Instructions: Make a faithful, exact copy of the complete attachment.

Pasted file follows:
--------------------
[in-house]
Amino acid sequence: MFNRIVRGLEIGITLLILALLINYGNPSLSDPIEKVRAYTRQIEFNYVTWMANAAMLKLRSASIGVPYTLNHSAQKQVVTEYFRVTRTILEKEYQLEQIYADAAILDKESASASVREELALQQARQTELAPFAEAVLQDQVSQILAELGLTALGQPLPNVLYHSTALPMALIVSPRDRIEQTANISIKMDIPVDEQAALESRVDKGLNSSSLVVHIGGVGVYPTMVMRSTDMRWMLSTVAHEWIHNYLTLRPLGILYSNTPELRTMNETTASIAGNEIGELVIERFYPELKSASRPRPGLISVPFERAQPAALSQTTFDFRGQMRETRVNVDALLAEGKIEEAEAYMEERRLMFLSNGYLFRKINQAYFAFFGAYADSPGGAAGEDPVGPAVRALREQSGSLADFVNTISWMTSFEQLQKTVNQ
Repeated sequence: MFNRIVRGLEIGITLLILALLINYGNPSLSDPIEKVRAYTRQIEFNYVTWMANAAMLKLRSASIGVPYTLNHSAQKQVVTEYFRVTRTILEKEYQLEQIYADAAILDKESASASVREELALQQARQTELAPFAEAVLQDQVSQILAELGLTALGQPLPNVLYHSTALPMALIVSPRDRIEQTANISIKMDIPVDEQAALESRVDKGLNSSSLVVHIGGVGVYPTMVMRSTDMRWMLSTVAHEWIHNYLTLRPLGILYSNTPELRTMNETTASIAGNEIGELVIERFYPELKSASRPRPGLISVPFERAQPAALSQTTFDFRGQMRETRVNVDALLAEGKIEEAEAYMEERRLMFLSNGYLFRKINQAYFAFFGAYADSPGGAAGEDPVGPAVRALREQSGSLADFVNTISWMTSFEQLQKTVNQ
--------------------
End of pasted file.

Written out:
[in-house]
Amino acid sequence: MFNRIVRGLEIGITLLILALLINYGNPSLSDPIEKVRAYTRQIEFNYVTWMANAAMLKLRSASIGVPYTLNHSAQKQVVTEYFRVTRTILEKEYQLEQIYADAAILDKESASASVREELALQQARQTELAPFAEAVLQDQVSQILAELGLTALGQPLPNVLYHSTALPMALIVSPRDRIEQTANISIKMDIPVDEQAALESRVDKGLNSSSLVVHIGGVGVYPTMVMRSTDMRWMLSTVAHEWIHNYLTLRPLGILYSNTPELRTMNETTASIAGNEIGELVIERFYPELKSASRPRPGLISVPFERAQPAALSQTTFDFRGQMRETRVNVDALLAEGKIEEAEAYMEERRLMFLSNGYLFRKINQAYFAFFGAYADSPGGAAGEDPVGPAVRALREQSGSLADFVNTISWMTSFEQLQKTVNQ
Repeated sequence: MFNRIVRGLEIGITLLILALLINYGNPSLSDPIEKVRAYTRQIEFNYVTWMANAAMLKLRSASIGVPYTLNHSAQKQVVTEYFRVTRTILEKEYQLEQIYADAAILDKESASASVREELALQQARQTELAPFAEAVLQDQVSQILAELGLTALGQPLPNVLYHSTALPMALIVSPRDRIEQTANISIKMDIPVDEQAALESRVDKGLNSSSLVVHIGGVGVYPTMVMRSTDMRWMLSTVAHEWIHNYLTLRPLGILYSNTPELRTMNETTASIAGNEIGELVIERFYPELKSASRPRPGLISVPFERAQPAALSQTTFDFRGQMRETRVNVDALLAEGKIEEAEAYMEERRLMFLSNGYLFRKINQAYFAFFGAYADSPGGAAGEDPVGPAVRALREQSGSLADFVNTISWMTSFEQLQKTVNQ